Category: Fagan Jenni

BBC National Short Story Award 2017: ‘The Waken’ by Jenni Fagan 

This post is part of a series on the 2017 BBC National Short Story Award. 

It fascinates me how vastly different styles of writing can draw me in equally effectively. Will Eaves’s piece was fragmented and formal; Jenni Fagan’s is rolling, with a gossamer touch. Both embody what they want to tell superbly.

We join Fagan’s protagonist, Jessie, as she makes precautions to ensure that her newly-deceased father’s soul will not return to the house. This is an old tradition carried on into the present day; contemporary details puncture the narrative, destabilising its folktale-like tone.

All the women on Jessie’s Hebridean island, except her, became selkies at the age of twelve; but she is about to undergo a transformation of her own. None of this feels in any way out of place: Fagan maintains that measured tone, and the story unfurls as she goes.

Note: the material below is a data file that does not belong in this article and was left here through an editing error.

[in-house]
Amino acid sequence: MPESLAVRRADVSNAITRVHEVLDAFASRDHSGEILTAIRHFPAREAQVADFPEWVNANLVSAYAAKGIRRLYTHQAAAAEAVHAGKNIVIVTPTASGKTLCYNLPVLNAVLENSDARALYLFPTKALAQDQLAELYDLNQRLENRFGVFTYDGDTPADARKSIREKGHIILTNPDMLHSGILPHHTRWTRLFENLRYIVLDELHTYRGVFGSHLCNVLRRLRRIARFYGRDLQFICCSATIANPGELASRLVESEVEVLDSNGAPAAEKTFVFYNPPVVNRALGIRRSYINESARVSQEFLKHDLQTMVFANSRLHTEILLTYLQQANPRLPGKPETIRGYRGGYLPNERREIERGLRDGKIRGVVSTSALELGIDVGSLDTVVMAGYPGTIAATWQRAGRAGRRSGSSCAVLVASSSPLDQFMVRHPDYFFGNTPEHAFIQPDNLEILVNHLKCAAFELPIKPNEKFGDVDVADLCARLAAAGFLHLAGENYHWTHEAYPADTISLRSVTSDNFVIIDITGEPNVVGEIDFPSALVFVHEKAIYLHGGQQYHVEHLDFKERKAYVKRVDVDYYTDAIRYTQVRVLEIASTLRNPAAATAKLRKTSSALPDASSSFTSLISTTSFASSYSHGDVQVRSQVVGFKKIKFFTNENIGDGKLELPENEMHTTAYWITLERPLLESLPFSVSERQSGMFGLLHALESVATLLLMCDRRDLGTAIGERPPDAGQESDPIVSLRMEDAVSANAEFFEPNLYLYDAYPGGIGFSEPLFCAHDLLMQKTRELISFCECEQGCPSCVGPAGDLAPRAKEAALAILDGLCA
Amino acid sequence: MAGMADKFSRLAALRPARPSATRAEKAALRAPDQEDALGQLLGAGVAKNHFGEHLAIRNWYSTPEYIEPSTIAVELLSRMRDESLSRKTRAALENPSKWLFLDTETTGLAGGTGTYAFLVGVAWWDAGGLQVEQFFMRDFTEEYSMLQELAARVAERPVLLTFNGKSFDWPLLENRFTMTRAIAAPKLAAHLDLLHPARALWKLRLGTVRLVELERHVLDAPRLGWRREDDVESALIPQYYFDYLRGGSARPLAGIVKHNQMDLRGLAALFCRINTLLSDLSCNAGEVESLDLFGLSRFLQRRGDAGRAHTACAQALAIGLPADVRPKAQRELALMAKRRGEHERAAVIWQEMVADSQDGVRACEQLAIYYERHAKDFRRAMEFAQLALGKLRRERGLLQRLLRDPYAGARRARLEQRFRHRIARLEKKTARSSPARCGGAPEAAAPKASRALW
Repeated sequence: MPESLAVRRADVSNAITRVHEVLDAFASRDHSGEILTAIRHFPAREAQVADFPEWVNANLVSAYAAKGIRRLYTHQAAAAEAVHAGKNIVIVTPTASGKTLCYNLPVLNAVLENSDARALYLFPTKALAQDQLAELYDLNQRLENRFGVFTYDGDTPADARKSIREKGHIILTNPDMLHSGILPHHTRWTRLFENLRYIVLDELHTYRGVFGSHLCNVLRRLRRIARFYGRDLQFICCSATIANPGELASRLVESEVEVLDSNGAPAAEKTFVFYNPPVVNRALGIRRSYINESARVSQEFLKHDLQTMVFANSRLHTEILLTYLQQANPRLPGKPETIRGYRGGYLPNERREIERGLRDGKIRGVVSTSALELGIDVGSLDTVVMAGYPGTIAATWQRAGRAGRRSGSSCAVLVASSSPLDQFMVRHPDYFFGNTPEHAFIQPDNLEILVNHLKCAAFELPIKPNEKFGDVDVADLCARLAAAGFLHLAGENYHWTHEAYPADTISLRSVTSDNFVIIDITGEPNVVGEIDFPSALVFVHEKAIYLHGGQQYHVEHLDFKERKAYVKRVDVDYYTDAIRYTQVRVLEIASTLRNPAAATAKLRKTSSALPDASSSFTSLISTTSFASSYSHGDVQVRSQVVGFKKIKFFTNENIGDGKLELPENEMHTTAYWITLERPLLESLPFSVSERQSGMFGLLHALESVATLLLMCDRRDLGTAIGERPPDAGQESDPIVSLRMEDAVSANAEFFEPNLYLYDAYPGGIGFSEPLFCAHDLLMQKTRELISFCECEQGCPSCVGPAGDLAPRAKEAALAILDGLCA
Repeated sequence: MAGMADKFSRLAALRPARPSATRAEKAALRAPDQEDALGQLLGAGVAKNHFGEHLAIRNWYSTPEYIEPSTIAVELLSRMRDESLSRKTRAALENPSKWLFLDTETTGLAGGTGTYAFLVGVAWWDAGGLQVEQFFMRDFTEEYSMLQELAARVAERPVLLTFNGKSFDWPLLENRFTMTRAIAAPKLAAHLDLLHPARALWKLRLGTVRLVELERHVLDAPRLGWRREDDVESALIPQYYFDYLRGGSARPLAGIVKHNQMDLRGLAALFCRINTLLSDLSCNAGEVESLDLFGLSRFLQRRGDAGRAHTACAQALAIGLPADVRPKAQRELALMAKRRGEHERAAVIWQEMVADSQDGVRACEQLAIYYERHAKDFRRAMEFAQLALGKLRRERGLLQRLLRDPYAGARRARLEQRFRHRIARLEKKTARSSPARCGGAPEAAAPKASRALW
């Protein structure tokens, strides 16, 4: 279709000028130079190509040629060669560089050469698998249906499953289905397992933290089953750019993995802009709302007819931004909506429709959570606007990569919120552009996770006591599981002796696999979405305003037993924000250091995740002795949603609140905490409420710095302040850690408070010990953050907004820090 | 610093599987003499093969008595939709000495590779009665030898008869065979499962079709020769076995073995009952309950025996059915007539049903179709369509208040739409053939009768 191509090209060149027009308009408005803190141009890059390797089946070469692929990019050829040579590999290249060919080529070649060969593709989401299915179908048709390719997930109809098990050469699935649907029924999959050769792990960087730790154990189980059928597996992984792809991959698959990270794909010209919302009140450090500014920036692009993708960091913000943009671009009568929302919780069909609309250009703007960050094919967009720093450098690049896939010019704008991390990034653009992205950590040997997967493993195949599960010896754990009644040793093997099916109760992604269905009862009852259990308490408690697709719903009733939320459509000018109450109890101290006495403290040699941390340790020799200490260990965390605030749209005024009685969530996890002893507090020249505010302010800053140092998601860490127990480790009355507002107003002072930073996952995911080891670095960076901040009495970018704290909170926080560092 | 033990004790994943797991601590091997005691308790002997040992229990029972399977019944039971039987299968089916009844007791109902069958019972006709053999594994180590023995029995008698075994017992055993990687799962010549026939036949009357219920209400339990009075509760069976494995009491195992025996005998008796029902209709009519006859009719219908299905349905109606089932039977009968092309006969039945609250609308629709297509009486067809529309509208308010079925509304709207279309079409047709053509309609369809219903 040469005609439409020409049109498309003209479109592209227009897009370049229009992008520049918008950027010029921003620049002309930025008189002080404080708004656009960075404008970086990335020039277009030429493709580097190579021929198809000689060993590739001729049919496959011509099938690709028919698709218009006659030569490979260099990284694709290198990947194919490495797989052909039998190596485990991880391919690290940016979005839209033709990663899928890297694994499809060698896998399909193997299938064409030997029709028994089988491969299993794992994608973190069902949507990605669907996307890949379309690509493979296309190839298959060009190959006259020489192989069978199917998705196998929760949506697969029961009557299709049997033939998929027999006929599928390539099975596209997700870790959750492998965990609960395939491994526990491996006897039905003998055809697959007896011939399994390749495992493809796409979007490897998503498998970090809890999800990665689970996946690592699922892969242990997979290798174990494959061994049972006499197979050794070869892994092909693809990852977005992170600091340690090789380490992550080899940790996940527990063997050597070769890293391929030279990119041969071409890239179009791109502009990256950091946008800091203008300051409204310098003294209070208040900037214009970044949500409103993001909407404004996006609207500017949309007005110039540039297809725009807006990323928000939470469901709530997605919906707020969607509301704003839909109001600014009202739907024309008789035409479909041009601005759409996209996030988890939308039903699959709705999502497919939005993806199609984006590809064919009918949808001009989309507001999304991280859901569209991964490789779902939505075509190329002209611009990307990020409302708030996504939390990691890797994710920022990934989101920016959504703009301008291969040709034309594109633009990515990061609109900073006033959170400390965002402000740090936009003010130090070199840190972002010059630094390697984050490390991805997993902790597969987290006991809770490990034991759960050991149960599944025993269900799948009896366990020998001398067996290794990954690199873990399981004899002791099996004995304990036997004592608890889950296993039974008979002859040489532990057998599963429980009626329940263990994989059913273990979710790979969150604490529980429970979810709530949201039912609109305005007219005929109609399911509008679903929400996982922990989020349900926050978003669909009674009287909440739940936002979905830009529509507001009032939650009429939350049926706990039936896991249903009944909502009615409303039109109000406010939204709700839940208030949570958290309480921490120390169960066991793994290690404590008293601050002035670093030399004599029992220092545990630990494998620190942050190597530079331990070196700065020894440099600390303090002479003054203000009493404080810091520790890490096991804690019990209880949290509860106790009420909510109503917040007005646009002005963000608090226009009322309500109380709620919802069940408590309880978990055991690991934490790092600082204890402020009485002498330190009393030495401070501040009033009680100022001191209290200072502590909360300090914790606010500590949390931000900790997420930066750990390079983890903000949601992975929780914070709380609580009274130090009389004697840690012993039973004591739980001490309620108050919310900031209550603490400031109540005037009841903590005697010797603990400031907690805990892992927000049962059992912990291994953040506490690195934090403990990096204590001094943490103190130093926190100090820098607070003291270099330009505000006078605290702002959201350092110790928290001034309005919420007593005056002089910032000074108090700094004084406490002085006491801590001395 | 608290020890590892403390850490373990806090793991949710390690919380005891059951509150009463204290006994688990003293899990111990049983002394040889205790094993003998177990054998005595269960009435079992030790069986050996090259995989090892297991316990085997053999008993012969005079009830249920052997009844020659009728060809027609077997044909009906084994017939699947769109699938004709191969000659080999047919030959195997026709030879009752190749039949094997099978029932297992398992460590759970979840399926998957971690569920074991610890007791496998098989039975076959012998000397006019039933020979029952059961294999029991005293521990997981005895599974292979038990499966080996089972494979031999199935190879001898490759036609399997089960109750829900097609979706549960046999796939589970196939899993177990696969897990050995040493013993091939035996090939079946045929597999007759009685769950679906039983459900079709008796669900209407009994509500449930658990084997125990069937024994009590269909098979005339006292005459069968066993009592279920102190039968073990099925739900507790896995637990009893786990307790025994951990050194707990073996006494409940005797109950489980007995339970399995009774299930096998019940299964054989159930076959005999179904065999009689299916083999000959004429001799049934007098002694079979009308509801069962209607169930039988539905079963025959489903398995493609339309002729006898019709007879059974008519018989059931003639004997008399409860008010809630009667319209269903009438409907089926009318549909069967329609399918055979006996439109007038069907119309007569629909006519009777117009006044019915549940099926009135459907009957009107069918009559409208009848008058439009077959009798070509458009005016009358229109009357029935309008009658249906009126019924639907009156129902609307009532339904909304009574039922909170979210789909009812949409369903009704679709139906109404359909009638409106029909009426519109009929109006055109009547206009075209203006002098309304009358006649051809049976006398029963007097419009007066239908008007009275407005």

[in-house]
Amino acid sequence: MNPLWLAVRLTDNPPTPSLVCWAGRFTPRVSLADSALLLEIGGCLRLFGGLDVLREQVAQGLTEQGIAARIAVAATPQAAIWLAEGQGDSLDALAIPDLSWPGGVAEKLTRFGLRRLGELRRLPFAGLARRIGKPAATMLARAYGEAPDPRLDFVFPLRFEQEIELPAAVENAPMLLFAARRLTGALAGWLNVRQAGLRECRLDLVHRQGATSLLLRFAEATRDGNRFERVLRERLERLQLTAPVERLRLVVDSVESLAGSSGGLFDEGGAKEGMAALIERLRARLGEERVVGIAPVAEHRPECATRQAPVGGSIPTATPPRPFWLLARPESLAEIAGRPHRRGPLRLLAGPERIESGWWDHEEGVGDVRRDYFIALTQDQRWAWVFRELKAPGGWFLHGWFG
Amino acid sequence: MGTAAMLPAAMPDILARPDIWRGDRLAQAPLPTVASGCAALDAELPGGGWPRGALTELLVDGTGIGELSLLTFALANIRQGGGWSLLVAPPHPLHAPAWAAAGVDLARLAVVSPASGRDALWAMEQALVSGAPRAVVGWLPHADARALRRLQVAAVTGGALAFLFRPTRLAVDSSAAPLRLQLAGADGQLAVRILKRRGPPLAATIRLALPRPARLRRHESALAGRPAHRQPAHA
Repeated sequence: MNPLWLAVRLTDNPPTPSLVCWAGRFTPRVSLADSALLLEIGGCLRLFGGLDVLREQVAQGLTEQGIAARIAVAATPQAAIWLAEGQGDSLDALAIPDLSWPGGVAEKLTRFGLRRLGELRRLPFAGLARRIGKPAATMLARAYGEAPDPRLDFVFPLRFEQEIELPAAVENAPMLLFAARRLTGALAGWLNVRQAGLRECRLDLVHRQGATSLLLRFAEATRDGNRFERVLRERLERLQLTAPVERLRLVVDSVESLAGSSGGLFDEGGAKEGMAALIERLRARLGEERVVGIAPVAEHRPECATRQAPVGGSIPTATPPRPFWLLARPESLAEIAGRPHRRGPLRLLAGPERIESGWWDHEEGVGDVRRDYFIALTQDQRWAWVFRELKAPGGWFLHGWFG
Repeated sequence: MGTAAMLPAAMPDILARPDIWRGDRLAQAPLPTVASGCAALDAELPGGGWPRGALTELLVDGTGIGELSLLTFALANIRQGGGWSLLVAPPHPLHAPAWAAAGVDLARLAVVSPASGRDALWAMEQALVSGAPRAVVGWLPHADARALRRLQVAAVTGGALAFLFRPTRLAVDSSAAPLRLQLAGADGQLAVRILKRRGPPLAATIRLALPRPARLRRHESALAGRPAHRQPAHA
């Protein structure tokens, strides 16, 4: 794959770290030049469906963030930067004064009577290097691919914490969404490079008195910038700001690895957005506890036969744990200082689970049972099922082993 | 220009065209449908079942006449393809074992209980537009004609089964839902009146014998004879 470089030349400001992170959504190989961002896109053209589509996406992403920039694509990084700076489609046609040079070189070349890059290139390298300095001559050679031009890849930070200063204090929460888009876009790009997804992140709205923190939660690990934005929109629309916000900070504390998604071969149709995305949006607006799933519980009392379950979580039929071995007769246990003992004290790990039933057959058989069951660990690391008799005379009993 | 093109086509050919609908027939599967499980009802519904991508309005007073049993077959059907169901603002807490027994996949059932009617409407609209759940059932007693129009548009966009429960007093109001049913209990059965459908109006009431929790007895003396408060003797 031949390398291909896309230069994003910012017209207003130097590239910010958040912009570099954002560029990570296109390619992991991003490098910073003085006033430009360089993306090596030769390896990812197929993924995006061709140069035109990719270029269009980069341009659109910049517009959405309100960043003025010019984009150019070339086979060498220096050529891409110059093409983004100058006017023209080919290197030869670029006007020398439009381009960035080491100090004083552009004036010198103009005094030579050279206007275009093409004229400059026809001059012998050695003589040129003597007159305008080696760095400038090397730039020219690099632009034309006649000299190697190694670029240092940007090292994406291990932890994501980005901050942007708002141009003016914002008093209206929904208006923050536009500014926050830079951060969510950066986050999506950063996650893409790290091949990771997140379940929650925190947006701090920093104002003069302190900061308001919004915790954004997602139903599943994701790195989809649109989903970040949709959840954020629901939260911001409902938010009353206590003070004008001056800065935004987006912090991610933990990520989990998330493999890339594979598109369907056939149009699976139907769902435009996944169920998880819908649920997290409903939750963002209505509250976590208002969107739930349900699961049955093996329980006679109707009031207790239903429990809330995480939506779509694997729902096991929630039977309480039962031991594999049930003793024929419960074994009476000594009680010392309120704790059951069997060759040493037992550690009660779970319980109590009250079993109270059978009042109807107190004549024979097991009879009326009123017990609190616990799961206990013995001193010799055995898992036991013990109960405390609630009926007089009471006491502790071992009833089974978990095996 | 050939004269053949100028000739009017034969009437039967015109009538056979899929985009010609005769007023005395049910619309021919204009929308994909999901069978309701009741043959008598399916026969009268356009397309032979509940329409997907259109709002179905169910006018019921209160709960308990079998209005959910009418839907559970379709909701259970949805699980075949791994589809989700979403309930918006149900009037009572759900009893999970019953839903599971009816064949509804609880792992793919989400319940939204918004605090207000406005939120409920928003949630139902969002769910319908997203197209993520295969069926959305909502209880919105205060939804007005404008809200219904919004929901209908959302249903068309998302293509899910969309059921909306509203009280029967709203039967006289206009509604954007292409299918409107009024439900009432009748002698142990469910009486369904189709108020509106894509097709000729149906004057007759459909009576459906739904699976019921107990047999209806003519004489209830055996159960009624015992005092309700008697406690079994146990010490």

Listen to a reading of ‘The Waken’.

Granta Best Young British Novelists 2013: Jenni Fagan

Jenni Fagan‘s debut, The Panopticon has been staring at me from the shelf (what else would it do?) ever since I bought it last year, having heard so many good things about it. So ‘Zephyrs’, Fagan’s novel excerpt from the Granta anthology, is the first thing I’ve read of hers – and it really is superb. A short portrait of a man leaving London as the river levels rise, the piece is written in a dense, fractured prose that makes even quite ordinary things seem hallucinatory (in this I was reminded of Jon McGregor’s work, which is always a pleasure). It ends with a strange image: a woman doing housework, outside, in her sleep. I’m left wanting to know more, and to read more by this writer – perhaps it’s time to stop staring at The Panopticon, and open it instead.

This is part of a series of posts on Granta 123: Best of Young British Novelists 4Click here to read the rest.

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